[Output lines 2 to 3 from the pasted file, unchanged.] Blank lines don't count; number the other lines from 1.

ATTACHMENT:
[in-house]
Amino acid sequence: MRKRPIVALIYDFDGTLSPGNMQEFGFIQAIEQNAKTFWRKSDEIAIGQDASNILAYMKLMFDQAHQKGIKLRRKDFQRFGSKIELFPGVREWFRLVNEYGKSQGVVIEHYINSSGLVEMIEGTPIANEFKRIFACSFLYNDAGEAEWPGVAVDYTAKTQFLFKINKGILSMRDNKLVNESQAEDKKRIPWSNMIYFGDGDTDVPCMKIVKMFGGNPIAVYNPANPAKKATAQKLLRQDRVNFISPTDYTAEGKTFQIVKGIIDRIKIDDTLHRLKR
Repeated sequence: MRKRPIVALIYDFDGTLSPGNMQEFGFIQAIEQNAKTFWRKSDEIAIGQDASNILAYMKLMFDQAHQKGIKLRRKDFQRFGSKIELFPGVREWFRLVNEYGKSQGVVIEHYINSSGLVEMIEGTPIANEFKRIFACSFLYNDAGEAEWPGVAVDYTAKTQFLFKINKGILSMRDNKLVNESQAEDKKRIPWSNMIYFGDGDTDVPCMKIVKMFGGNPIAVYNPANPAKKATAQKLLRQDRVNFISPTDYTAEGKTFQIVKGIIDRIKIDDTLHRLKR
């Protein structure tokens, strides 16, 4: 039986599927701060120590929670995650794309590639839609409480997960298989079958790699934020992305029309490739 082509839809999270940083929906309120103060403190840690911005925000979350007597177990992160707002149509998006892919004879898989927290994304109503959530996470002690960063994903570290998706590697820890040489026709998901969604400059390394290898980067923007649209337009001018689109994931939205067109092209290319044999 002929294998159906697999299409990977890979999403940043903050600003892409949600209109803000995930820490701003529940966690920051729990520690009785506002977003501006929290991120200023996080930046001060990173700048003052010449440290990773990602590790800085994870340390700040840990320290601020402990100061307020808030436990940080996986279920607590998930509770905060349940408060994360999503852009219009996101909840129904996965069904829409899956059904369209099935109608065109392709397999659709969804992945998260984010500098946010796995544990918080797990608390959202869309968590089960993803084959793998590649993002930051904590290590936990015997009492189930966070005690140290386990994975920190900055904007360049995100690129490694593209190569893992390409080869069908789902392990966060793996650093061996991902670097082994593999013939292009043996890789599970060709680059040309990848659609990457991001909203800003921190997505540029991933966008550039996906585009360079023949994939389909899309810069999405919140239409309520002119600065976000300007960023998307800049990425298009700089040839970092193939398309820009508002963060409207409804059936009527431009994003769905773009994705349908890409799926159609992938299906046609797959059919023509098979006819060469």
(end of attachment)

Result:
Amino acid sequence: MRKRPIVALIYDFDGTLSPGNMQEFGFIQAIEQNAKTFWRKSDEIAIGQDASNILAYMKLMFDQAHQKGIKLRRKDFQRFGSKIELFPGVREWFRLVNEYGKSQGVVIEHYINSSGLVEMIEGTPIANEFKRIFACSFLYNDAGEAEWPGVAVDYTAKTQFLFKINKGILSMRDNKLVNESQAEDKKRIPWSNMIYFGDGDTDVPCMKIVKMFGGNPIAVYNPANPAKKATAQKLLRQDRVNFISPTDYTAEGKTFQIVKGIIDRIKIDDTLHRLKR
Repeated sequence: MRKRPIVALIYDFDGTLSPGNMQEFGFIQAIEQNAKTFWRKSDEIAIGQDASNILAYMKLMFDQAHQKGIKLRRKDFQRFGSKIELFPGVREWFRLVNEYGKSQGVVIEHYINSSGLVEMIEGTPIANEFKRIFACSFLYNDAGEAEWPGVAVDYTAKTQFLFKINKGILSMRDNKLVNESQAEDKKRIPWSNMIYFGDGDTDVPCMKIVKMFGGNPIAVYNPANPAKKATAQKLLRQDRVNFISPTDYTAEGKTFQIVKGIIDRIKIDDTLHRLKR